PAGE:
A respondent in a proceeding in the Land Court for registration of land was not harmed by a failure to name him in the petition as an abutting owner where it appeared that he received notice of the proceeding, filed an answer therein and participated in the trial thereof. [375, 377] The mere fact that a petition in the Land Court by husband and wife for registration of land was not sworn to by the wife as required by G. L. (Ter. Ed.) c. 185, Section 28, did not require dismissal of the proceeding after full trial on the merits.  A conclusion that a landowner having a right of way over a parcel of land twenty feet wide along one of the boundaries of his land had acquired title by adverse possession to a narrow strip of such parcel next to that boundary was justified where it appeared that when he took title to his land he thought that it included the narrow strip, that he then cleared the strip in conjunction with his land, made a large part of the strip into a lawn, constructed a rock garden on his land extending onto another part of the strip, and installed rip-rap to prevent erosion at one end of the strip bordering a lake, that every summer thereafter the strip "was tended" and the rock garden and lawn "kept up," and that there "was no trouble" for more than twenty years. [379-380]
A transfer of title to a parcel of land by its owner through a conduit to himself and his wife as tenants by the entirety did not interrupt twenty years' adverse possession of an adjoining strip of land by him at first and by him and his wife after such transfer.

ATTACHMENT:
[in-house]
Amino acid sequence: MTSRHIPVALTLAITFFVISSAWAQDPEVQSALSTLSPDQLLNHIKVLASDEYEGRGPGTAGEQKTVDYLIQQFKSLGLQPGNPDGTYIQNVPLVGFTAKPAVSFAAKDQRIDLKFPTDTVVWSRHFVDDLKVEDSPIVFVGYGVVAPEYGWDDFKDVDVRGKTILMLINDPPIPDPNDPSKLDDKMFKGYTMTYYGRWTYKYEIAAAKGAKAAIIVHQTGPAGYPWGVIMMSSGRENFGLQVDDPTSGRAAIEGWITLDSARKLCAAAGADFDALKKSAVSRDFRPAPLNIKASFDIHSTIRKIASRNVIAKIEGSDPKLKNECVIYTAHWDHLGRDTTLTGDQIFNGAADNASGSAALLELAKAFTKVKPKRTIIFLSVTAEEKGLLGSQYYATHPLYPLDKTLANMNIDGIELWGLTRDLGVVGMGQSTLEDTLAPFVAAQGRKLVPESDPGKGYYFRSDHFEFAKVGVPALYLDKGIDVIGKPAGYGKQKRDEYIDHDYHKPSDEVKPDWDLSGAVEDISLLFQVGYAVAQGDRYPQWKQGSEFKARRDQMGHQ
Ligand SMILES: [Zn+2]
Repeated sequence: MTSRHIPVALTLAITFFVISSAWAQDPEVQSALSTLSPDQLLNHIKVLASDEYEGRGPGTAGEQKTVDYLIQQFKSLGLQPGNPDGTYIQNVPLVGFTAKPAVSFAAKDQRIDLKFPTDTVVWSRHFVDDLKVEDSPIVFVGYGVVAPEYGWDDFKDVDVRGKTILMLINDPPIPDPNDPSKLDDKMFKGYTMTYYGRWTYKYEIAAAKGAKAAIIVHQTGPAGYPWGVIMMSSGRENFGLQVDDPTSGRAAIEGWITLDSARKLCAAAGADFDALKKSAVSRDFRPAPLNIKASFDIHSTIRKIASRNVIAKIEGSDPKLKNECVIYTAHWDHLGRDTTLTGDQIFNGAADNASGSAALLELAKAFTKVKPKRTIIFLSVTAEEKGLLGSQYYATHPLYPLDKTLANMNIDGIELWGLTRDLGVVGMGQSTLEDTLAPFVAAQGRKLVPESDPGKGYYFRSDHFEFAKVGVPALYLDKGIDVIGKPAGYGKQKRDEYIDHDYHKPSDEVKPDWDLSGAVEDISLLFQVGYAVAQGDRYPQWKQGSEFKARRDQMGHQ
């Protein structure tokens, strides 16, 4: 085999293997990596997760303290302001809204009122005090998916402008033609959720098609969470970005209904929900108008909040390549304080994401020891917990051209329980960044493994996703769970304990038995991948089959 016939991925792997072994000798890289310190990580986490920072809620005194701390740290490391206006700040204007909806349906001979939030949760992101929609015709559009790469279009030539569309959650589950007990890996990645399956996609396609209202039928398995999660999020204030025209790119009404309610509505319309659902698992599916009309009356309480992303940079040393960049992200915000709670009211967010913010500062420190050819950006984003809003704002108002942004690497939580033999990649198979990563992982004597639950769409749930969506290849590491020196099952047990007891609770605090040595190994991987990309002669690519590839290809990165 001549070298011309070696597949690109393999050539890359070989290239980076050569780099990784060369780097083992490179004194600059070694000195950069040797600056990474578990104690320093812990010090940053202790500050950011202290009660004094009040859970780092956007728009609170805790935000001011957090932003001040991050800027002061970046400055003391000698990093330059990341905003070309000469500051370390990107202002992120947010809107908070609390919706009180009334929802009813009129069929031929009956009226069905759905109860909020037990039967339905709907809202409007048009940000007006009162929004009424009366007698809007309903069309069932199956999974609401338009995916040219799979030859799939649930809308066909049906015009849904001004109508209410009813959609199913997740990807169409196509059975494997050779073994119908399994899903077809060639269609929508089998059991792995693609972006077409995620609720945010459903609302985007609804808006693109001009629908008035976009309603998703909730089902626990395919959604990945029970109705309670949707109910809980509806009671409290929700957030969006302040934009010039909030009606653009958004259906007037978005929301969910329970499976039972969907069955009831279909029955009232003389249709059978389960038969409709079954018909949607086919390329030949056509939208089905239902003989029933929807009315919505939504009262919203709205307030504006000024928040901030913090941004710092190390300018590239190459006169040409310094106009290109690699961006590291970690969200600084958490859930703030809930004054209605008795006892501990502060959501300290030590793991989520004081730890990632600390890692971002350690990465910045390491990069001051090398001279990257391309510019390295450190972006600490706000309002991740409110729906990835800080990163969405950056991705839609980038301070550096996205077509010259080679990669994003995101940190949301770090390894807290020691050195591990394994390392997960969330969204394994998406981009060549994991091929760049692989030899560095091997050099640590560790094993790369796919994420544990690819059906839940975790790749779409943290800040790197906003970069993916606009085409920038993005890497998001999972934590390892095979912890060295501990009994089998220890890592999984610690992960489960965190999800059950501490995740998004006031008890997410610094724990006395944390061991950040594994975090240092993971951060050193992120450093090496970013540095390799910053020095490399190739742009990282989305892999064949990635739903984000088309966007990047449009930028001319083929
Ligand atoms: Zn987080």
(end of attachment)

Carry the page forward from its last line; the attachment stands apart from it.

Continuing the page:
PETITION, filed in the Land Court on March 26, 1951.
The case was heard by Cotton, J.
The material features of the plan mentioned in the opinion are shown on page 376.
John M. Boyle, for the respondent.
John G. Brackett, for the petitioners.
WILLIAMS, J. This is a petition by Otto S. Lyon and his wife Annie B. Lyon for the registration of title under the provisions of G. L. (Ter. Ed.) c. 185 to a parcel of land on Nipmuck Pond in Mendon bounded and described as follows: "Southeasterly, by the end of a twenty foot right of way and land of Otto Lyon, Trustee, one hundred eighty-five (185.) feet, plus or minus; Westerly, Northwesterly, Northerly, Northeasterly, Southeasterly and Northeasterly by Nipmuck Pond, three hundred eighty-six (386) feet, plus or minus; Northeasterly, by land of Gertrude Wright, one hundred six (106) feet, plus or minus; Said parcel contains an area of 24,750 square feet, more or less, and is more particularly shown on a plan to be filed herewith." The respondent in his answer objects to the registration because the land is subject to a right of way to the pond and because the "metes and bounds set forth in the petition are not proper or correct." A judge of the Land Court made findings of fact, denied certain rulings requested by the respondent, and ruled that the petitioners were entitled to registration. The case is here on the respondent's exceptions to the denial of his requests for rulings. Only questions of law are presented and the findings of fact must stand if warranted on any view of the evidence with its justifiable inferences. Erickson v. Ames, 264 Mass. 436 , 441. Sutcliffe v. Burns, 294 Mass. 126 , 132.